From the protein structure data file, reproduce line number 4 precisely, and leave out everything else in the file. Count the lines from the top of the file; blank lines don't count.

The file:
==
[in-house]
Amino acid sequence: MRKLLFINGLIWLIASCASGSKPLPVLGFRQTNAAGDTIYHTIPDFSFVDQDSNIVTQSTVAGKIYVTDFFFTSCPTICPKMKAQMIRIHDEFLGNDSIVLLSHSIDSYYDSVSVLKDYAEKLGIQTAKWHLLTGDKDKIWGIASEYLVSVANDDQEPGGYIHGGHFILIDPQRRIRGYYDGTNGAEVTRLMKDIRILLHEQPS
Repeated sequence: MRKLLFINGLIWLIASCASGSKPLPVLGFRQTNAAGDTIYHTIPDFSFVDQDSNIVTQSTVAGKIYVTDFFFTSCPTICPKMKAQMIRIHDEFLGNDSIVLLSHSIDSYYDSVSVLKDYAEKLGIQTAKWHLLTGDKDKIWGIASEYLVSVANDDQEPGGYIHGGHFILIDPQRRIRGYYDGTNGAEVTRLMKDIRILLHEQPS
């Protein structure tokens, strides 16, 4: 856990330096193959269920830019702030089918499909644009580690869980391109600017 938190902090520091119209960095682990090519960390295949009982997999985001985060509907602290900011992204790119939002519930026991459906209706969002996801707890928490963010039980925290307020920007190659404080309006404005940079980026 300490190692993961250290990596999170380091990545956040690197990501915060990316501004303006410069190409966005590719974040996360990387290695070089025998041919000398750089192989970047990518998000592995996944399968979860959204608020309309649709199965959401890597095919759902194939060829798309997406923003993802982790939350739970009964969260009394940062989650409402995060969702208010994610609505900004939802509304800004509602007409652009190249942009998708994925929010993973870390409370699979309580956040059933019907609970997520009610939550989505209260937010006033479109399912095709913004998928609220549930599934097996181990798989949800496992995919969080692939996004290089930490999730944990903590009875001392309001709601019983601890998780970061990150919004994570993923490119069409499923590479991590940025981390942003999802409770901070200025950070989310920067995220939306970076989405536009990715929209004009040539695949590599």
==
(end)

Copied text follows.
């Protein structure tokens, strides 16, 4: 856990330096193959269920830019702030089918499909644009580690869980391109600017 938190902090520091119209960095682990090519960390295949009982997999985001985060509907602290900011992204790119939002519930026991459906209706969002996801707890928490963010039980925290307020920007190659404080309006404005940079980026 300490190692993961250290990596999170380091990545956040690197990501915060990316501004303006410069190409966005590719974040996360990387290695070089025998041919000398750089192989970047990518998000592995996944399968979860959204608020309309649709199965959401890597095919759902194939060829798309997406923003993802982790939350739970009964969260009394940062989650409402995060969702208010994610609505900004939802509304800004509602007409652009190249942009998708994925929010993973870390409370699979309580956040059933019907609970997520009610939550989505209260937010006033479109399912095709913004998928609220549930599934097996181990798989949800496992995919969080692939996004290089930490999730944990903590009875001392309001709601019983601890998780970061990150919004994570993923490119069409499923590479991590940025981390942003999802409770901070200025950070989310920067995220939306970076989405536009990715929209004009040539695949590599």